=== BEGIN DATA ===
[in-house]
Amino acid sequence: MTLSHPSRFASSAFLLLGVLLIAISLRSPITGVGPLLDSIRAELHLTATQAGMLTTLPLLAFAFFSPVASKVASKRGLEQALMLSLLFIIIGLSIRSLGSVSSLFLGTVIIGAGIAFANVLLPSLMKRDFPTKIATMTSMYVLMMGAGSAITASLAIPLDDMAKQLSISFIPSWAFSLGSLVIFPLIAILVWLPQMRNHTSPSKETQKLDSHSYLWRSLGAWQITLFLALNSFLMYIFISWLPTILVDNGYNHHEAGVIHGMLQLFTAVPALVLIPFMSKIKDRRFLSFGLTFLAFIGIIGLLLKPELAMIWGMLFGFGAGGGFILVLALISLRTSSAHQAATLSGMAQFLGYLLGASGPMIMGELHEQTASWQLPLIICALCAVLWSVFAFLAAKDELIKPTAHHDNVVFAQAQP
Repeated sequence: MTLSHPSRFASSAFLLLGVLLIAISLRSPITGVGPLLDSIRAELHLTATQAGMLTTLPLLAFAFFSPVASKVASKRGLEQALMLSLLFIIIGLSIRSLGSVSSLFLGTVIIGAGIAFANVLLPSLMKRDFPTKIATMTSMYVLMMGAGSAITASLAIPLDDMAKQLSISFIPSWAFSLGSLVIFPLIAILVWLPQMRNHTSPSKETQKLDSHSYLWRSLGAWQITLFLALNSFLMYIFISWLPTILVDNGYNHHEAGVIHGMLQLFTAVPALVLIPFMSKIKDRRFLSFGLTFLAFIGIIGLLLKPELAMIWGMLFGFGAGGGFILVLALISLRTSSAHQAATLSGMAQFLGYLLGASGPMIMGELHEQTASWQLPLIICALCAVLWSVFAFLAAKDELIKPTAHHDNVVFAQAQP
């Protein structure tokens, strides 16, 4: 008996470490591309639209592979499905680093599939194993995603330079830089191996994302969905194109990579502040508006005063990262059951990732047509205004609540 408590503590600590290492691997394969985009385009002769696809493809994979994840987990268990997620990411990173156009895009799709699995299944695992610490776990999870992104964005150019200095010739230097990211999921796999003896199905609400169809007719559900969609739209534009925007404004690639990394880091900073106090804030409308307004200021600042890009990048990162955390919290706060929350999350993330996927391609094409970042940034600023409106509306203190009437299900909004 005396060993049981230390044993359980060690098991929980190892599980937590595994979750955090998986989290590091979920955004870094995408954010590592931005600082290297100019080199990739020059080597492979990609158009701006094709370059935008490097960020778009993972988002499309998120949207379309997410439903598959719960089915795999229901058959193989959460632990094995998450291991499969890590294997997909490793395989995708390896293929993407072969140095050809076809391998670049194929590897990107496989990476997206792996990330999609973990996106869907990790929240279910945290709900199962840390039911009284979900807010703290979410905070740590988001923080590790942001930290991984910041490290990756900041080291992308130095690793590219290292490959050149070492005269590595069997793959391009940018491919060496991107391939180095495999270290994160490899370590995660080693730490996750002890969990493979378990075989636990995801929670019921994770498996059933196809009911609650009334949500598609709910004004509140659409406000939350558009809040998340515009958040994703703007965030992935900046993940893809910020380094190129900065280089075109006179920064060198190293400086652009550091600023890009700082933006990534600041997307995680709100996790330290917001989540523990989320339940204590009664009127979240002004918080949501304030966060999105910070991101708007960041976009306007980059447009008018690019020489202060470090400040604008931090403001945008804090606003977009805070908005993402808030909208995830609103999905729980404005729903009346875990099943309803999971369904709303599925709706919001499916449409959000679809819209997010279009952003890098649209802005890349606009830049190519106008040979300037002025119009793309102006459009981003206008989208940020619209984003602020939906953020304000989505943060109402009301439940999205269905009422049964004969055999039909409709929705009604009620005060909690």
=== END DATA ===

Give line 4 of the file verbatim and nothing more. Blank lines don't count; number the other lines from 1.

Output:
């Protein structure tokens, strides 16, 4: 008996470490591309639209592979499905680093599939194993995603330079830089191996994302969905194109990579502040508006005063990262059951990732047509205004609540 408590503590600590290492691997394969985009385009002769696809493809994979994840987990268990997620990411990173156009895009799709699995299944695992610490776990999870992104964005150019200095010739230097990211999921796999003896199905609400169809007719559900969609739209534009925007404004690639990394880091900073106090804030409308307004200021600042890009990048990162955390919290706060929350999350993330996927391609094409970042940034600023409106509306203190009437299900909004 005396060993049981230390044993359980060690098991929980190892599980937590595994979750955090998986989290590091979920955004870094995408954010590592931005600082290297100019080199990739020059080597492979990609158009701006094709370059935008490097960020778009993972988002499309998120949207379309997410439903598959719960089915795999229901058959193989959460632990094995998450291991499969890590294997997909490793395989995708390896293929993407072969140095050809076809391998670049194929590897990107496989990476997206792996990330999609973990996106869907990790929240279910945290709900199962840390039911009284979900807010703290979410905070740590988001923080590790942001930290991984910041490290990756900041080291992308130095690793590219290292490959050149070492005269590595069997793959391009940018491919060496991107391939180095495999270290994160490899370590995660080693730490996750002890969990493979378990075989636990995801929670019921994770498996059933196809009911609650009334949500598609709910004004509140659409406000939350558009809040998340515009958040994703703007965030992935900046993940893809910020380094190129900065280089075109006179920064060198190293400086652009550091600023890009700082933006990534600041997307995680709100996790330290917001989540523990989320339940204590009664009127979240002004918080949501304030966060999105910070991101708007960041976009306007980059447009008018690019020489202060470090400040604008931090403001945008804090606003977009805070908005993402808030909208995830609103999905729980404005729903009346875990099943309803999971369904709303599925709706919001499916449409959000679809819209997010279009952003890098649209802005890349606009830049190519106008040979300037002025119009793309102006459009981003206008989208940020619209984003602020939906953020304000989505943060109402009301439940999205269905009422049964004969055999039909409709929705009604009620005060909690």